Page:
A review of the book “The Unfair Trade: How Our Broken Global Financial System Destroys the Middle Class,” by Michael J. Casey is presented.
The article considers economics research on the impact of income inequality on financial crises. Studies indicating that increased income inequality in the U.S. generated increased demand for debt leading to the housing bubble of the 2000s and subsequent global financial crisis are contrasted with research finding that it is cheap and widely available debt itself that causes crises, with income inequality not a factor.Read More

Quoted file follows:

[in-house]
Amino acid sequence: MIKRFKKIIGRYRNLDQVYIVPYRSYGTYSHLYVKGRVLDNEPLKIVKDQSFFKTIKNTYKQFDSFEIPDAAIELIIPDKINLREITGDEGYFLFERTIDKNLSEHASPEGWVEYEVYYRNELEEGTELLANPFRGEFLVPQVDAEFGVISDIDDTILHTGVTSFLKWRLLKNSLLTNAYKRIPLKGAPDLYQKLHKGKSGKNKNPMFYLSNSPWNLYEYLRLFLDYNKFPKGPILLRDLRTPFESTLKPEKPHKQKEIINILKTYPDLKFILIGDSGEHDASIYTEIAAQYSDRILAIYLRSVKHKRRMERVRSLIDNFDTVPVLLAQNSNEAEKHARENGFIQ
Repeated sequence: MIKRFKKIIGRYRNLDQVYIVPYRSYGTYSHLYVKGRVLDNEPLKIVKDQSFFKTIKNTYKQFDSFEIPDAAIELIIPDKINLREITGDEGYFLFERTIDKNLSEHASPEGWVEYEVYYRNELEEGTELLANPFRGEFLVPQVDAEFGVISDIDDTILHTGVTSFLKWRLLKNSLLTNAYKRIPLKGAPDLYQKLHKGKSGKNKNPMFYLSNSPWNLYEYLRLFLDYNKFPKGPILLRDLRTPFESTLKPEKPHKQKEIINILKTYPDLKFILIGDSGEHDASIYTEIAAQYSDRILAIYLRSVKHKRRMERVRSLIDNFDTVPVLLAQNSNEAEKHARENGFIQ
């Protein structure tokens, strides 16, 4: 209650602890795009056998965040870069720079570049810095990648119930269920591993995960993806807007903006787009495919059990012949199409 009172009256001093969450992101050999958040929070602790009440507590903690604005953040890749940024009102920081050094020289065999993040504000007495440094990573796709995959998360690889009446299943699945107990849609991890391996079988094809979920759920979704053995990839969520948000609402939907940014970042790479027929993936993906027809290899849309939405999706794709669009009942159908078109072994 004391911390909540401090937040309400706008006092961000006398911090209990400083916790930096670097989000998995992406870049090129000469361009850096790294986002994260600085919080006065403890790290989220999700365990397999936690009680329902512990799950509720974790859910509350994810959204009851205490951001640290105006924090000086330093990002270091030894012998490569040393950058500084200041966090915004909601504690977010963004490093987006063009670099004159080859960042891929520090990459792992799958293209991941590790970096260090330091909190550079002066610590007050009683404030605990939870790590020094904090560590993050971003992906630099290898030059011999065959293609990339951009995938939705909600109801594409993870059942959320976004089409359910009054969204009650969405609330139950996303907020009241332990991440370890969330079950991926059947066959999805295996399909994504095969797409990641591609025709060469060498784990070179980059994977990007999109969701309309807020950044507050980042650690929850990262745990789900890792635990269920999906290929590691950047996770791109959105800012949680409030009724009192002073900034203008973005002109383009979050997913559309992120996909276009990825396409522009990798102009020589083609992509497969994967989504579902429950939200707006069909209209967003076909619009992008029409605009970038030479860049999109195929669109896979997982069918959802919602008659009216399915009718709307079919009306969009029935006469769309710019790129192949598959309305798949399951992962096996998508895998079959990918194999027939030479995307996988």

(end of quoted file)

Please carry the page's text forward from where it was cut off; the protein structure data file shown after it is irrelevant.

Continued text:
The article discusses economic opportunities in the U.S. as compared to other countries and regions such as Western Europe, Japan, and New Zealand. The author states that in the U.S., there is less equality in terms of economic opportunity than there is in the majority of the Western European nations. He argues that the increasing income inequality in the U.S. might actually be the reason why the U.S. is not as mobile as it once was in terms of income. He cites a 2007 study by the Organisation for Economic Cooperation and Development (OECD) which states that the U.S. is behind countries such as Denmark, Canada, and Finland in terms of income mobility.Read More